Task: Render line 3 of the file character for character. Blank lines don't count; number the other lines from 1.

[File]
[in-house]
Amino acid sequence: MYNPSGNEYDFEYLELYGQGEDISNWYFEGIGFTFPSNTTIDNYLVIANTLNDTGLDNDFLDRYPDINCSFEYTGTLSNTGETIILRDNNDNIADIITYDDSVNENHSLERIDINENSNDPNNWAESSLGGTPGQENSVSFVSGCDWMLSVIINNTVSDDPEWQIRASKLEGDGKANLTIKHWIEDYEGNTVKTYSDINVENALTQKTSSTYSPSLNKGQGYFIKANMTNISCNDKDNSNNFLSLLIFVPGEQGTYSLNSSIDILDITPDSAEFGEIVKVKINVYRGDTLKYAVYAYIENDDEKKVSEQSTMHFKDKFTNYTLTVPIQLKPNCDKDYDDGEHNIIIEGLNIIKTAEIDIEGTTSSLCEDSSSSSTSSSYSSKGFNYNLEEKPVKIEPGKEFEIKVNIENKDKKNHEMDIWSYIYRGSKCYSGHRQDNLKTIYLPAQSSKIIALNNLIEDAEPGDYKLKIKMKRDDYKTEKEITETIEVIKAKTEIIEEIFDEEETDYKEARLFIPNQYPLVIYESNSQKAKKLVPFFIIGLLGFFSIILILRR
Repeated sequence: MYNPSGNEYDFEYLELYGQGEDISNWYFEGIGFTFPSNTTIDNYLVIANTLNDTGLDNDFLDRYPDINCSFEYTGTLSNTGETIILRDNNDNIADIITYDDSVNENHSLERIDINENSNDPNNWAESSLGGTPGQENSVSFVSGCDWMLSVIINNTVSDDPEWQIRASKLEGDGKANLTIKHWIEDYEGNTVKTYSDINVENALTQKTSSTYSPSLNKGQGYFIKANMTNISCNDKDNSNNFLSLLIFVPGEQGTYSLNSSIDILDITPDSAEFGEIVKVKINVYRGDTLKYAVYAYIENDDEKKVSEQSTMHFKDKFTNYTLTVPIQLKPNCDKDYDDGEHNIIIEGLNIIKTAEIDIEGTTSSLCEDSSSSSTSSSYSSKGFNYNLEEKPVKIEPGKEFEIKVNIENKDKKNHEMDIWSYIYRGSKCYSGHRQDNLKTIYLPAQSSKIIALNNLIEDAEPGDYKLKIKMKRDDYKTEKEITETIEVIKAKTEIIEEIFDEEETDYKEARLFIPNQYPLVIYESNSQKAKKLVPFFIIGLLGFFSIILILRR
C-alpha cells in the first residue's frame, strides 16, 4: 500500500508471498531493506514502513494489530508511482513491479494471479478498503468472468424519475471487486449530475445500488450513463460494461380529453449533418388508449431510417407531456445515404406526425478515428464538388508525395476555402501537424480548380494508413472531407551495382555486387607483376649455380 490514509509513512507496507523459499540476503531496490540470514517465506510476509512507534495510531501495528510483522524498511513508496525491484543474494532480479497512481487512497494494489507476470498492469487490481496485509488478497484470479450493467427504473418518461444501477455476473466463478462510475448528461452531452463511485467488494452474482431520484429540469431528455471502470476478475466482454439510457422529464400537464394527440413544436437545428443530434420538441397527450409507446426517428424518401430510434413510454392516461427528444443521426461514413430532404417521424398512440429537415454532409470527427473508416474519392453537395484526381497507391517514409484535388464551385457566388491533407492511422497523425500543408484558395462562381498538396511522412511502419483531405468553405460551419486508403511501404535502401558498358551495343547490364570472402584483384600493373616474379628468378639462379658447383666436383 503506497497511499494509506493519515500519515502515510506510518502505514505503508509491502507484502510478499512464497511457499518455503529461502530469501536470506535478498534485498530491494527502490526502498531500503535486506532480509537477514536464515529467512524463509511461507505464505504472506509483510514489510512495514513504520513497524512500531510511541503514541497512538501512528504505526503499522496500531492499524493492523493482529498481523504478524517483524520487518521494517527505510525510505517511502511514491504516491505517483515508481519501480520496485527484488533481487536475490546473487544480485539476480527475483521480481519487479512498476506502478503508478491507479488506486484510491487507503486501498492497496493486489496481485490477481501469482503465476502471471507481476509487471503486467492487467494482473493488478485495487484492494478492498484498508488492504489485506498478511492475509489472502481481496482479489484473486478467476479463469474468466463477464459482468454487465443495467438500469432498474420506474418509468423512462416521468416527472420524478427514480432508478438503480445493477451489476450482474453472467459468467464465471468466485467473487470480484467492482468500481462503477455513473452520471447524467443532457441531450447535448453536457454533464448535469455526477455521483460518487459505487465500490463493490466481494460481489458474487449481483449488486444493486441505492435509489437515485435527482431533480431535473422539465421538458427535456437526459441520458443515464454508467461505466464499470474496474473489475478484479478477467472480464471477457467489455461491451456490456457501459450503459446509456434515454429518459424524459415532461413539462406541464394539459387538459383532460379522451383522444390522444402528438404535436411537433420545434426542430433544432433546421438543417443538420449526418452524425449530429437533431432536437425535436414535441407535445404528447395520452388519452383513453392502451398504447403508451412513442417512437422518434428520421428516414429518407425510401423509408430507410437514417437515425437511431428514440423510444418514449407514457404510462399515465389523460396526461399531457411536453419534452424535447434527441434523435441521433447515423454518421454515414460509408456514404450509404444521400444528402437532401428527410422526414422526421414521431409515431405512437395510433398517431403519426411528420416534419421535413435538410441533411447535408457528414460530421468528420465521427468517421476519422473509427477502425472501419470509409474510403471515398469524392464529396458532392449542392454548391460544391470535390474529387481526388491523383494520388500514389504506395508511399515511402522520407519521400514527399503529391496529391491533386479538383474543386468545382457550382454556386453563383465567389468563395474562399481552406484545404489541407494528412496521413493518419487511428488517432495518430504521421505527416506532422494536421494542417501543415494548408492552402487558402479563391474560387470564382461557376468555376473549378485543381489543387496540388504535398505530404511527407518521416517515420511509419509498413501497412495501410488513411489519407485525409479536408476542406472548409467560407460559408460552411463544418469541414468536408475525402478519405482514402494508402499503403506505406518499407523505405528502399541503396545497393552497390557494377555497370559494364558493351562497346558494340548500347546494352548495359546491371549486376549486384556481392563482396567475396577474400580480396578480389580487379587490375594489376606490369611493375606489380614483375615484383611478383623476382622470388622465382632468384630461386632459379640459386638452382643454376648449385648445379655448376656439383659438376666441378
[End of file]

Repeated sequence: MYNPSGNEYDFEYLELYGQGEDISNWYFEGIGFTFPSNTTIDNYLVIANTLNDTGLDNDFLDRYPDINCSFEYTGTLSNTGETIILRDNNDNIADIITYDDSVNENHSLERIDINENSNDPNNWAESSLGGTPGQENSVSFVSGCDWMLSVIINNTVSDDPEWQIRASKLEGDGKANLTIKHWIEDYEGNTVKTYSDINVENALTQKTSSTYSPSLNKGQGYFIKANMTNISCNDKDNSNNFLSLLIFVPGEQGTYSLNSSIDILDITPDSAEFGEIVKVKINVYRGDTLKYAVYAYIENDDEKKVSEQSTMHFKDKFTNYTLTVPIQLKPNCDKDYDDGEHNIIIEGLNIIKTAEIDIEGTTSSLCEDSSSSSTSSSYSSKGFNYNLEEKPVKIEPGKEFEIKVNIENKDKKNHEMDIWSYIYRGSKCYSGHRQDNLKTIYLPAQSSKIIALNNLIEDAEPGDYKLKIKMKRDDYKTEKEITETIEVIKAKTEIIEEIFDEEETDYKEARLFIPNQYPLVIYESNSQKAKKLVPFFIIGLLGFFSIILILRR